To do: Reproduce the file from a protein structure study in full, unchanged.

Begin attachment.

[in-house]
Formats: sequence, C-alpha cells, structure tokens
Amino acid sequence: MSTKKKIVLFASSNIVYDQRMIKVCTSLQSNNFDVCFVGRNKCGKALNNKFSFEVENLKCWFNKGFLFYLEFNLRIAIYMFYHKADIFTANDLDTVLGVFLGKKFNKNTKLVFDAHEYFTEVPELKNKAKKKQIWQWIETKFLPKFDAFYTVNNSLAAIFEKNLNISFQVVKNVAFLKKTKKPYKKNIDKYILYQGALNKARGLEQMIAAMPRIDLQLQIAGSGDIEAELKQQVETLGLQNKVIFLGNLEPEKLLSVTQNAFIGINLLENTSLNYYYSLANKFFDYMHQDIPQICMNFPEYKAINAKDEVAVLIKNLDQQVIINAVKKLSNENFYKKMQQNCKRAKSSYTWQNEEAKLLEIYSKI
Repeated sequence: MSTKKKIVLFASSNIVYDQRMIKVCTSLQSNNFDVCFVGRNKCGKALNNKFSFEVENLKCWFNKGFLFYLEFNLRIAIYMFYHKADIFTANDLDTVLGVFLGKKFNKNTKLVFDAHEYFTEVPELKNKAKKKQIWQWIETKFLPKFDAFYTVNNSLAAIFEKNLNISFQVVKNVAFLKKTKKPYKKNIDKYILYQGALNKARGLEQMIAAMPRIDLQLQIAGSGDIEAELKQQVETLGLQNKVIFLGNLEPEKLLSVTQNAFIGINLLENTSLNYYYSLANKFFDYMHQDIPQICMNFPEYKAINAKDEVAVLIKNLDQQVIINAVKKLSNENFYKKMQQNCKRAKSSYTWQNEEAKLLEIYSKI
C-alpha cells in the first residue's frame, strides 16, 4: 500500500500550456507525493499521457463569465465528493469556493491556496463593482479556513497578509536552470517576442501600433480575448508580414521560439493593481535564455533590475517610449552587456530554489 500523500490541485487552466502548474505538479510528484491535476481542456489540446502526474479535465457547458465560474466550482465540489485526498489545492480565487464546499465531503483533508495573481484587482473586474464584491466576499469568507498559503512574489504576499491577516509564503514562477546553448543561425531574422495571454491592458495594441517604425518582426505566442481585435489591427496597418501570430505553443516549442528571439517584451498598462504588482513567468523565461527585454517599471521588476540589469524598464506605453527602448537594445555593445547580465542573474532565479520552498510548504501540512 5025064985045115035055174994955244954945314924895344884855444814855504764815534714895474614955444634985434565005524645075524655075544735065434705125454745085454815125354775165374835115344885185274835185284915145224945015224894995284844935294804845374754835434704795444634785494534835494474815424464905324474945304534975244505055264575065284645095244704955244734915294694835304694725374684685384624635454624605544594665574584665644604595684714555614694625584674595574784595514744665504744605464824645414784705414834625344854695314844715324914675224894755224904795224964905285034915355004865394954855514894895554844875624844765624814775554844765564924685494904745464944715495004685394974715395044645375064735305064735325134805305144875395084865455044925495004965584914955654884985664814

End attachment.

[in-house]
Formats: sequence, C-alpha cells, structure tokens
Amino acid sequence: MSTKKKIVLFASSNIVYDQRMIKVCTSLQSNNFDVCFVGRNKCGKALNNKFSFEVENLKCWFNKGFLFYLEFNLRIAIYMFYHKADIFTANDLDTVLGVFLGKKFNKNTKLVFDAHEYFTEVPELKNKAKKKQIWQWIETKFLPKFDAFYTVNNSLAAIFEKNLNISFQVVKNVAFLKKTKKPYKKNIDKYILYQGALNKARGLEQMIAAMPRIDLQLQIAGSGDIEAELKQQVETLGLQNKVIFLGNLEPEKLLSVTQNAFIGINLLENTSLNYYYSLANKFFDYMHQDIPQICMNFPEYKAINAKDEVAVLIKNLDQQVIINAVKKLSNENFYKKMQQNCKRAKSSYTWQNEEAKLLEIYSKI
Repeated sequence: MSTKKKIVLFASSNIVYDQRMIKVCTSLQSNNFDVCFVGRNKCGKALNNKFSFEVENLKCWFNKGFLFYLEFNLRIAIYMFYHKADIFTANDLDTVLGVFLGKKFNKNTKLVFDAHEYFTEVPELKNKAKKKQIWQWIETKFLPKFDAFYTVNNSLAAIFEKNLNISFQVVKNVAFLKKTKKPYKKNIDKYILYQGALNKARGLEQMIAAMPRIDLQLQIAGSGDIEAELKQQVETLGLQNKVIFLGNLEPEKLLSVTQNAFIGINLLENTSLNYYYSLANKFFDYMHQDIPQICMNFPEYKAINAKDEVAVLIKNLDQQVIINAVKKLSNENFYKKMQQNCKRAKSSYTWQNEEAKLLEIYSKI
C-alpha cells in the first residue's frame, strides 16, 4: 500500500500550456507525493499521457463569465465528493469556493491556496463593482479556513497578509536552470517576442501600433480575448508580414521560439493593481535564455533590475517610449552587456530554489 500523500490541485487552466502548474505538479510528484491535476481542456489540446502526474479535465457547458465560474466550482465540489485526498489545492480565487464546499465531503483533508495573481484587482473586474464584491466576499469568507498559503512574489504576499491577516509564503514562477546553448543561425531574422495571454491592458495594441517604425518582426505566442481585435489591427496597418501570430505553443516549442528571439517584451498598462504588482513567468523565461527585454517599471521588476540589469524598464506605453527602448537594445555593445547580465542573474532565479520552498510548504501540512 5025064985045115035055174994955244954945314924895344884855444814855504764815534714895474614955444634985434565005524645075524655075544735065434705125454745085454815125354775165374835115344885185274835185284915145224945015224894995284844935294804845374754835434704795444634785494534835494474815424464905324474945304534975244505055264575065284645095244704955244734915294694835304694725374684685384624635454624605544594665574584665644604595684714555614694625584674595574784595514744665504744605464824645414784705414834625344854695314844715324914675224894755224904795224964905285034915355004865394954855514894895554844875624844765624814775554844765564924685494904745464944715495004685394974715395044645375064735305064735325134805305144875395084865455044925495004965584914955654884985664814